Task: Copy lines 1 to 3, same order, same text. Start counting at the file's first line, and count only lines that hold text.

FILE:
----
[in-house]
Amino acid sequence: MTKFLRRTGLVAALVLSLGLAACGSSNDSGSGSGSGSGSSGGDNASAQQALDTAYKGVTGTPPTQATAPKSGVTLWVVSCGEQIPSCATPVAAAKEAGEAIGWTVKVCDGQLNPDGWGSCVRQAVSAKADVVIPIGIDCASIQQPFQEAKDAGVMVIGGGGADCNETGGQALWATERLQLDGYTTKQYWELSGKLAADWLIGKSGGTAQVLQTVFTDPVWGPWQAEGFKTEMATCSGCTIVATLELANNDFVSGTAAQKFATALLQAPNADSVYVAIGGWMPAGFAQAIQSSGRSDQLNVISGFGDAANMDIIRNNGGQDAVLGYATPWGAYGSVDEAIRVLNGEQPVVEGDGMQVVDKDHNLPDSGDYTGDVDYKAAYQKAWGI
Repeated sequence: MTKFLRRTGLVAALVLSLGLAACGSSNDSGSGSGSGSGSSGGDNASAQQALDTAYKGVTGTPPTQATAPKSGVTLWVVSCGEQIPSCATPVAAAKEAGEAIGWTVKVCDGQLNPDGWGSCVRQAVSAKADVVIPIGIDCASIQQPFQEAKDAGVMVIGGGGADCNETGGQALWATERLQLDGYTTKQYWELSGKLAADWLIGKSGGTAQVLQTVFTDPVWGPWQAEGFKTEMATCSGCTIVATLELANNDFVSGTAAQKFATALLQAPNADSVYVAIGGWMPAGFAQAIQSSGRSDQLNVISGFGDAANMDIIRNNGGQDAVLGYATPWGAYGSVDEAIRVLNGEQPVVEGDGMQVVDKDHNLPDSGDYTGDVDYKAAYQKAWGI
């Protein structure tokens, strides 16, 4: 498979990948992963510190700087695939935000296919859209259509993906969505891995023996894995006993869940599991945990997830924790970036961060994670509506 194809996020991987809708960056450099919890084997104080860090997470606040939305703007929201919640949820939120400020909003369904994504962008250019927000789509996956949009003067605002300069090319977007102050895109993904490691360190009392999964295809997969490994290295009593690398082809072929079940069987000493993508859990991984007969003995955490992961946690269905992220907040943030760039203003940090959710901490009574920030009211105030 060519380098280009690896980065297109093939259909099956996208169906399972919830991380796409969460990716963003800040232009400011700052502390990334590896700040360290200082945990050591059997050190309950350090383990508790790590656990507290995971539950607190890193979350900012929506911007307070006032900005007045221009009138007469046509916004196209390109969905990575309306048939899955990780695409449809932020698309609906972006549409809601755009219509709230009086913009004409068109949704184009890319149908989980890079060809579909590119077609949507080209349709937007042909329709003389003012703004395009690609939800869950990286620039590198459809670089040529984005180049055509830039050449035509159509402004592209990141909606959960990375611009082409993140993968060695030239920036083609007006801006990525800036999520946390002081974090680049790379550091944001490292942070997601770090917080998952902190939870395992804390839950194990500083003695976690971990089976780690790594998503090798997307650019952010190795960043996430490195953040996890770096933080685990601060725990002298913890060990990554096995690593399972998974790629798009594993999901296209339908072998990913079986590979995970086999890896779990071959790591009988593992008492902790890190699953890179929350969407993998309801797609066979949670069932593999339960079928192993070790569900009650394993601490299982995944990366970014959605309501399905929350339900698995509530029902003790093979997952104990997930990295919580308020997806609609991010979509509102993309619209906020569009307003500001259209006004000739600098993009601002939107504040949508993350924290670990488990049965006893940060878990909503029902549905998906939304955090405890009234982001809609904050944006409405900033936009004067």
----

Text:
[in-house]
Amino acid sequence: MTKFLRRTGLVAALVLSLGLAACGSSNDSGSGSGSGSGSSGGDNASAQQALDTAYKGVTGTPPTQATAPKSGVTLWVVSCGEQIPSCATPVAAAKEAGEAIGWTVKVCDGQLNPDGWGSCVRQAVSAKADVVIPIGIDCASIQQPFQEAKDAGVMVIGGGGADCNETGGQALWATERLQLDGYTTKQYWELSGKLAADWLIGKSGGTAQVLQTVFTDPVWGPWQAEGFKTEMATCSGCTIVATLELANNDFVSGTAAQKFATALLQAPNADSVYVAIGGWMPAGFAQAIQSSGRSDQLNVISGFGDAANMDIIRNNGGQDAVLGYATPWGAYGSVDEAIRVLNGEQPVVEGDGMQVVDKDHNLPDSGDYTGDVDYKAAYQKAWGI
Repeated sequence: MTKFLRRTGLVAALVLSLGLAACGSSNDSGSGSGSGSGSSGGDNASAQQALDTAYKGVTGTPPTQATAPKSGVTLWVVSCGEQIPSCATPVAAAKEAGEAIGWTVKVCDGQLNPDGWGSCVRQAVSAKADVVIPIGIDCASIQQPFQEAKDAGVMVIGGGGADCNETGGQALWATERLQLDGYTTKQYWELSGKLAADWLIGKSGGTAQVLQTVFTDPVWGPWQAEGFKTEMATCSGCTIVATLELANNDFVSGTAAQKFATALLQAPNADSVYVAIGGWMPAGFAQAIQSSGRSDQLNVISGFGDAANMDIIRNNGGQDAVLGYATPWGAYGSVDEAIRVLNGEQPVVEGDGMQVVDKDHNLPDSGDYTGDVDYKAAYQKAWGI